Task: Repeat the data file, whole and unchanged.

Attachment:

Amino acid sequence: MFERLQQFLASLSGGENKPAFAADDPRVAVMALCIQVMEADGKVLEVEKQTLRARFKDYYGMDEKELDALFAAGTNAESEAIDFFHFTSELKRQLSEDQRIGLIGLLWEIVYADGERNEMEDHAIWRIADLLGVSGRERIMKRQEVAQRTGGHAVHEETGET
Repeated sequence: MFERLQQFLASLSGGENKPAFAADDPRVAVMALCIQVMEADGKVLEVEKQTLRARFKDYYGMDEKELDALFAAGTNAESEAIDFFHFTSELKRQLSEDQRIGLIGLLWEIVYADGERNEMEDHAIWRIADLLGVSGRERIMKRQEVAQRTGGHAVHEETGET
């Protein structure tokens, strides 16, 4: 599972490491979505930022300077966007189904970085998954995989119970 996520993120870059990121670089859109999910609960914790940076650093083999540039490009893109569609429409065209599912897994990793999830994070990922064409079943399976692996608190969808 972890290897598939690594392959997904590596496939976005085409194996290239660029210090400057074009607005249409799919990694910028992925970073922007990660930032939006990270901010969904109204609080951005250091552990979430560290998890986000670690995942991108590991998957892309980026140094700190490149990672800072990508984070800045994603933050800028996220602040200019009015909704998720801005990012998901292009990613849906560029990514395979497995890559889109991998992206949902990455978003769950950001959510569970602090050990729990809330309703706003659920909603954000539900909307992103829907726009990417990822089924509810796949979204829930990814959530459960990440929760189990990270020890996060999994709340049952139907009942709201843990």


Amino acid sequence: MFERLQQFLASLSGGENKPAFAADDPRVAVMALCIQVMEADGKVLEVEKQTLRARFKDYYGMDEKELDALFAAGTNAESEAIDFFHFTSELKRQLSEDQRIGLIGLLWEIVYADGERNEMEDHAIWRIADLLGVSGRERIMKRQEVAQRTGGHAVHEETGET
Repeated sequence: MFERLQQFLASLSGGENKPAFAADDPRVAVMALCIQVMEADGKVLEVEKQTLRARFKDYYGMDEKELDALFAAGTNAESEAIDFFHFTSELKRQLSEDQRIGLIGLLWEIVYADGERNEMEDHAIWRIADLLGVSGRERIMKRQEVAQRTGGHAVHEETGET
């Protein structure tokens, strides 16, 4: 599972490491979505930022300077966007189904970085998954995989119970 996520993120870059990121670089859109999910609960914790940076650093083999540039490009893109569609429409065209599912897994990793999830994070990922064409079943399976692996608190969808 972890290897598939690594392959997904590596496939976005085409194996290239660029210090400057074009607005249409799919990694910028992925970073922007990660930032939006990270901010969904109204609080951005250091552990979430560290998890986000670690995942991108590991998957892309980026140094700190490149990672800072990508984070800045994603933050800028996220602040200019009015909704998720801005990012998901292009990613849906560029990514395979497995890559889109991998992206949902990455978003769950950001959510569970602090050990729990809330309703706003659920909603954000539900909307992103829907726009990417990822089924509810796949979204829930990814959530459960990440929760189990990270020890996060999994709340049952139907009942709201843990």